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Friday, June 7
Petriashvili says businessmen manage to make changes to state thinking

Netgazeti reports that the Georgian Professional Unions find the recent developments which deal with the Labour Code, alarming. The head of the union, Irakli Petriashvili said that certain business circles have managed to influence the government over this issue.

A conference was held at the Hotel Ambassador which was organized by the Friedrich Ebert Foundation and the Professional Unions on June 6th which was also attended by NGOs and representatives from the diplomatic corps.

As Petriashvili said, during the 8-month discussions over the proposed changes to the Labour Code, the text which was created by the government has changed several times. Presently, an inefficient dialogue is being conducted which, according to Petriashvili, creates the threat that the final Labour Code may be unbalanced.

“Businessmen have managed to influence the government through lobbying,” Petriashvili said, claiming that changes have been made to the Code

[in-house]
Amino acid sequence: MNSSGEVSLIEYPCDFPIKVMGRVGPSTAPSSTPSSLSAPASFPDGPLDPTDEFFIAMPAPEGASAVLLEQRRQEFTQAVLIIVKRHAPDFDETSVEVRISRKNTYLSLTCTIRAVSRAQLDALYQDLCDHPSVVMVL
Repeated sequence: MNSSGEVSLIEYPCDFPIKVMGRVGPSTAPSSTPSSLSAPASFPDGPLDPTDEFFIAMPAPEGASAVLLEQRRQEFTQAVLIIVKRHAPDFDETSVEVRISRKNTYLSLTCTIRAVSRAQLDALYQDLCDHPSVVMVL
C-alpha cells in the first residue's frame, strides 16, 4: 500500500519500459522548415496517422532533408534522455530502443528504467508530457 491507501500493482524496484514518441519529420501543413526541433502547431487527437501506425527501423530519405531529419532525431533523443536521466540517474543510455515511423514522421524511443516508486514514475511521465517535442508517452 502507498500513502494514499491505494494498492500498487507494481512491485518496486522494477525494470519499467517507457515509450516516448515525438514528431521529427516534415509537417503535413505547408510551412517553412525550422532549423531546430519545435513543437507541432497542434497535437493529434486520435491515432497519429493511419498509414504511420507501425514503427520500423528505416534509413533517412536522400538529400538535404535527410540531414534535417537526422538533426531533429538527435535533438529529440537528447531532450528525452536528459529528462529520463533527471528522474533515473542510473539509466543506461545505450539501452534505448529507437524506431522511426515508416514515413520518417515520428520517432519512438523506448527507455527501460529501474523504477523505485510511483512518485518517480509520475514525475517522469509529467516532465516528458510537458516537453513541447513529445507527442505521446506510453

Petriashvili said there will be a particular group of people who will have to work for 48 hours a week, instead of 40.

Let us unite to save Bakuriani!

Guria News reported, that according to a group of scientists, Bakuriani resort may lose its status as an internationally recognized skiing center due to the current condition of its forests.

Caucasus Environmental NGO Network (CENN), together with the Samtskhe-Javakheti Regional Environment Civil Initiative held a meeting on June 6th where they discussed the problematic issue with state and public sector representatives.

The coordinator of the Initiative, Khatuna Khmaladze said consultations over the case of Bakuriani have been underway for a couple of months on the central and local government level. However, she said it is important that the private sector take an interest in the issue as well. “Bakuriani should retain its status and should become one of the state's priorities,” Khmaladze said.

As CENN stated, not only forests in Bakuriani, but all forests at ski-resorts are in danger throughout the world. The situation became particularly bad in Georgia after the legislative changes in 2010-2011 when the cutting down of trees was practically legalized.